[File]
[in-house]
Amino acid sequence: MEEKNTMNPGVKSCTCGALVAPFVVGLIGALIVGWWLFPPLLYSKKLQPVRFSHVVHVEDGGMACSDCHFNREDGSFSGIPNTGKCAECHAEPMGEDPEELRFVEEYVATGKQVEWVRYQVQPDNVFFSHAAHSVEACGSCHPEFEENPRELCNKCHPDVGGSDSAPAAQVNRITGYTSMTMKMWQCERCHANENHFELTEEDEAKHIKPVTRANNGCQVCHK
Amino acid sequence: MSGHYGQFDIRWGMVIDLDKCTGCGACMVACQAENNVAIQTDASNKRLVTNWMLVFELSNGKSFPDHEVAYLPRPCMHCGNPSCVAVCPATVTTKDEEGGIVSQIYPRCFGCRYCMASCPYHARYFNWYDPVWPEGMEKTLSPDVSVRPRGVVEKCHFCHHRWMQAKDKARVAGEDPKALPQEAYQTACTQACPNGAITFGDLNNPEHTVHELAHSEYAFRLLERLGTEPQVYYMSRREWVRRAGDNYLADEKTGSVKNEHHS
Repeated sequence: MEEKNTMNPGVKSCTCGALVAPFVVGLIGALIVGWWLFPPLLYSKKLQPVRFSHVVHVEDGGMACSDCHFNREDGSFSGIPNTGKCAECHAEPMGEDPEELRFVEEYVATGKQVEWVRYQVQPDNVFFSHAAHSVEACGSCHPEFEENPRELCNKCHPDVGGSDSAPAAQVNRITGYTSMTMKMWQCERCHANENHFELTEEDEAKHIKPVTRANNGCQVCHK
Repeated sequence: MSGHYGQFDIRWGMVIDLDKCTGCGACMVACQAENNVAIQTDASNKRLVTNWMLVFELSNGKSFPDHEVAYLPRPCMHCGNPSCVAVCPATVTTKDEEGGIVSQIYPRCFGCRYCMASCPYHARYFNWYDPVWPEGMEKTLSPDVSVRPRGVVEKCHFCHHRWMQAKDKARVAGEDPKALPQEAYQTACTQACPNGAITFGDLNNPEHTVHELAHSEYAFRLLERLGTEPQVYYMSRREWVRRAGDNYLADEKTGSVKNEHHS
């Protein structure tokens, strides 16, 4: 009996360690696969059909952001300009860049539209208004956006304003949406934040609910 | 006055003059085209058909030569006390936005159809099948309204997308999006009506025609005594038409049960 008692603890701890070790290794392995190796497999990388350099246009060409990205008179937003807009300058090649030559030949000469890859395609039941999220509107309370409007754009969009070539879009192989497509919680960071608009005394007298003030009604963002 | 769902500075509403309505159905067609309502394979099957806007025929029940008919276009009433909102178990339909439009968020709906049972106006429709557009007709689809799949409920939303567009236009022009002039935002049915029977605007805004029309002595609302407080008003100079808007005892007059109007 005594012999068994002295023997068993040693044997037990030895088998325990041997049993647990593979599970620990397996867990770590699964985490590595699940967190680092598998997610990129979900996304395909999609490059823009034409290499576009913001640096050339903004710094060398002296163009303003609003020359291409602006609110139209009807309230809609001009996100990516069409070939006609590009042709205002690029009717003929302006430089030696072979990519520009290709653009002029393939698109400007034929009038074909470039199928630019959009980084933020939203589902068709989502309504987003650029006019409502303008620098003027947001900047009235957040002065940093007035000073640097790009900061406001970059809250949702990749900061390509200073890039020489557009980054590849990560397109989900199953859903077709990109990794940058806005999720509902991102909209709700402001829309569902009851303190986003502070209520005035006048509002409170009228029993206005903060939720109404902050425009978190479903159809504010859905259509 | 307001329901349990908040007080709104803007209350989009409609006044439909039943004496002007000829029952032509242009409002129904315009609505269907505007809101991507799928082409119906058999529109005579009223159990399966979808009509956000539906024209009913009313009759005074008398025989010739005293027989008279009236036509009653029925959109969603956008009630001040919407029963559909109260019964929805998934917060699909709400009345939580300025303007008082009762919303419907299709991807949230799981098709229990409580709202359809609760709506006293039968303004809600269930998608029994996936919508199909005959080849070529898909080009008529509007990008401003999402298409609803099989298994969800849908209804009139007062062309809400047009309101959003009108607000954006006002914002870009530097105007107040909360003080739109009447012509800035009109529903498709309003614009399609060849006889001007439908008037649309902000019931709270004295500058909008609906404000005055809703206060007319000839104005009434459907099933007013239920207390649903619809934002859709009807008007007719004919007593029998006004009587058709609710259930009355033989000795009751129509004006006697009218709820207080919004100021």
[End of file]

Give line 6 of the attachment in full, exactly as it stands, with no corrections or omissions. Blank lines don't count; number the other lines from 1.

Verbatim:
């Protein structure tokens, strides 16, 4: 009996360690696969059909952001300009860049539209208004956006304003949406934040609910 | 006055003059085209058909030569006390936005159809099948309204997308999006009506025609005594038409049960 008692603890701890070790290794392995190796497999990388350099246009060409990205008179937003807009300058090649030559030949000469890859395609039941999220509107309370409007754009969009070539879009192989497509919680960071608009005394007298003030009604963002 | 769902500075509403309505159905067609309502394979099957806007025929029940008919276009009433909102178990339909439009968020709906049972106006429709557009007709689809799949409920939303567009236009022009002039935002049915029977605007805004029309002595609302407080008003100079808007005892007059109007 005594012999068994002295023997068993040693044997037990030895088998325990041997049993647990593979599970620990397996867990770590699964985490590595699940967190680092598998997610990129979900996304395909999609490059823009034409290499576009913001640096050339903004710094060398002296163009303003609003020359291409602006609110139209009807309230809609001009996100990516069409070939006609590009042709205002690029009717003929302006430089030696072979990519520009290709653009002029393939698109400007034929009038074909470039199928630019959009980084933020939203589902068709989502309504987003650029006019409502303008620098003027947001900047009235957040002065940093007035000073640097790009900061406001970059809250949702990749900061390509200073890039020489557009980054590849990560397109989900199953859903077709990109990794940058806005999720509902991102909209709700402001829309569902009851303190986003502070209520005035006048509002409170009228029993206005903060939720109404902050425009978190479903159809504010859905259509 | 307001329901349990908040007080709104803007209350989009409609006044439909039943004496002007000829029952032509242009409002129904315009609505269907505007809101991507799928082409119906058999529109005579009223159990399966979808009509956000539906024209009913009313009759005074008398025989010739005293027989008279009236036509009653029925959109969603956008009630001040919407029963559909109260019964929805998934917060699909709400009345939580300025303007008082009762919303419907299709991807949230799981098709229990409580709202359809609760709506006293039968303004809600269930998608029994996936919508199909005959080849070529898909080009008529509007990008401003999402298409609803099989298994969800849908209804009139007062062309809400047009309101959003009108607000954006006002914002870009530097105007107040909360003080739109009447012509800035009109529903498709309003614009399609060849006889001007439908008037649309902000019931709270004295500058909008609906404000005055809703206060007319000839104005009434459907099933007013239920207390649903619809934002859709009807008007007719004919007593029998006004009587058709609710259930009355033989000795009751129509004006006697009218709820207080919004100021």